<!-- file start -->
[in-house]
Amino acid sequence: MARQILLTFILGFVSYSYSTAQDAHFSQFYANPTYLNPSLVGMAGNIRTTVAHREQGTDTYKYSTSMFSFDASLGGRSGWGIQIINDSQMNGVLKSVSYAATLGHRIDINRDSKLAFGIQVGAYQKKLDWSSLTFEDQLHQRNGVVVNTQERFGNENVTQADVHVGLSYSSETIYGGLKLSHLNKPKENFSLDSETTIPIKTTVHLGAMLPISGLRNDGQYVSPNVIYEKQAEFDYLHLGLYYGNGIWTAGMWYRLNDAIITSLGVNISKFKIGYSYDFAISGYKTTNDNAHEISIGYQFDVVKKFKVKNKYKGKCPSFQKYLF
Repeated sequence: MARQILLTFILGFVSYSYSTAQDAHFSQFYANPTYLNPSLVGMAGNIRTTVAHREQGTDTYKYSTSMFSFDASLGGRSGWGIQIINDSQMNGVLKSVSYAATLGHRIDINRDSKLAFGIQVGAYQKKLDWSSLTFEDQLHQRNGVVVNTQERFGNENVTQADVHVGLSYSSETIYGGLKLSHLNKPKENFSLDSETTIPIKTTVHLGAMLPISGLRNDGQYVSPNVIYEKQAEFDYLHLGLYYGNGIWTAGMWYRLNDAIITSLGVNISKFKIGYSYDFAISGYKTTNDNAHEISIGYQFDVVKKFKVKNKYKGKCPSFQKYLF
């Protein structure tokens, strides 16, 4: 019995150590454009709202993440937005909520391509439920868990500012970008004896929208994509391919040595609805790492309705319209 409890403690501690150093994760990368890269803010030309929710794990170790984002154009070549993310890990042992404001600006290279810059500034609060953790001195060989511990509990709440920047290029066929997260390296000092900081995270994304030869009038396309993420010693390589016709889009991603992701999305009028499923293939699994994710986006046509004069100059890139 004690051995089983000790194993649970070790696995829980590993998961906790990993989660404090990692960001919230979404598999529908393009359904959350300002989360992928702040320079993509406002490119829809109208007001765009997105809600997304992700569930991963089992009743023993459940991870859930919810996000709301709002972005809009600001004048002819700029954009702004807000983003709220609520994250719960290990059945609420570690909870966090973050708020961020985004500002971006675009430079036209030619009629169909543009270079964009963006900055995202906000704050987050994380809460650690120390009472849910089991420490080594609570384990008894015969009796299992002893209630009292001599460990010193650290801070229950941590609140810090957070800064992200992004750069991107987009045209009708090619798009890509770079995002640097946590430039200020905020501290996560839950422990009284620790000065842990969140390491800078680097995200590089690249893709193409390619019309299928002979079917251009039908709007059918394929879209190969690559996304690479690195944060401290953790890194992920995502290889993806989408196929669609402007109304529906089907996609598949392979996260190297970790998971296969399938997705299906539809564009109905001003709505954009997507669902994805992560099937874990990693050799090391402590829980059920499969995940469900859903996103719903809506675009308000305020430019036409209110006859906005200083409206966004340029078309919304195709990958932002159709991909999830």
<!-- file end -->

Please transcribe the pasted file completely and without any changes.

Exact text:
[in-house]
Amino acid sequence: MARQILLTFILGFVSYSYSTAQDAHFSQFYANPTYLNPSLVGMAGNIRTTVAHREQGTDTYKYSTSMFSFDASLGGRSGWGIQIINDSQMNGVLKSVSYAATLGHRIDINRDSKLAFGIQVGAYQKKLDWSSLTFEDQLHQRNGVVVNTQERFGNENVTQADVHVGLSYSSETIYGGLKLSHLNKPKENFSLDSETTIPIKTTVHLGAMLPISGLRNDGQYVSPNVIYEKQAEFDYLHLGLYYGNGIWTAGMWYRLNDAIITSLGVNISKFKIGYSYDFAISGYKTTNDNAHEISIGYQFDVVKKFKVKNKYKGKCPSFQKYLF
Repeated sequence: MARQILLTFILGFVSYSYSTAQDAHFSQFYANPTYLNPSLVGMAGNIRTTVAHREQGTDTYKYSTSMFSFDASLGGRSGWGIQIINDSQMNGVLKSVSYAATLGHRIDINRDSKLAFGIQVGAYQKKLDWSSLTFEDQLHQRNGVVVNTQERFGNENVTQADVHVGLSYSSETIYGGLKLSHLNKPKENFSLDSETTIPIKTTVHLGAMLPISGLRNDGQYVSPNVIYEKQAEFDYLHLGLYYGNGIWTAGMWYRLNDAIITSLGVNISKFKIGYSYDFAISGYKTTNDNAHEISIGYQFDVVKKFKVKNKYKGKCPSFQKYLF
């Protein structure tokens, strides 16, 4: 019995150590454009709202993440937005909520391509439920868990500012970008004896929208994509391919040595609805790492309705319209 409890403690501690150093994760990368890269803010030309929710794990170790984002154009070549993310890990042992404001600006290279810059500034609060953790001195060989511990509990709440920047290029066929997260390296000092900081995270994304030869009038396309993420010693390589016709889009991603992701999305009028499923293939699994994710986006046509004069100059890139 004690051995089983000790194993649970070790696995829980590993998961906790990993989660404090990692960001919230979404598999529908393009359904959350300002989360992928702040320079993509406002490119829809109208007001765009997105809600997304992700569930991963089992009743023993459940991870859930919810996000709301709002972005809009600001004048002819700029954009702004807000983003709220609520994250719960290990059945609420570690909870966090973050708020961020985004500002971006675009430079036209030619009629169909543009270079964009963006900055995202906000704050987050994380809460650690120390009472849910089991420490080594609570384990008894015969009796299992002893209630009292001599460990010193650290801070229950941590609140810090957070800064992200992004750069991107987009045209009708090619798009890509770079995002640097946590430039200020905020501290996560839950422990009284620790000065842990969140390491800078680097995200590089690249893709193409390619019309299928002979079917251009039908709007059918394929879209190969690559996304690479690195944060401290953790890194992920995502290889993806989408196929669609402007109304529906089907996609598949392979996260190297970790998971296969399938997705299906539809564009109905001003709505954009997507669902994805992560099937874990990693050799090391402590829980059920499969995940469900859903996103719903809506675009308000305020430019036409209110006859906005200083409206966004340029078309919304195709990958932002159709991909999830």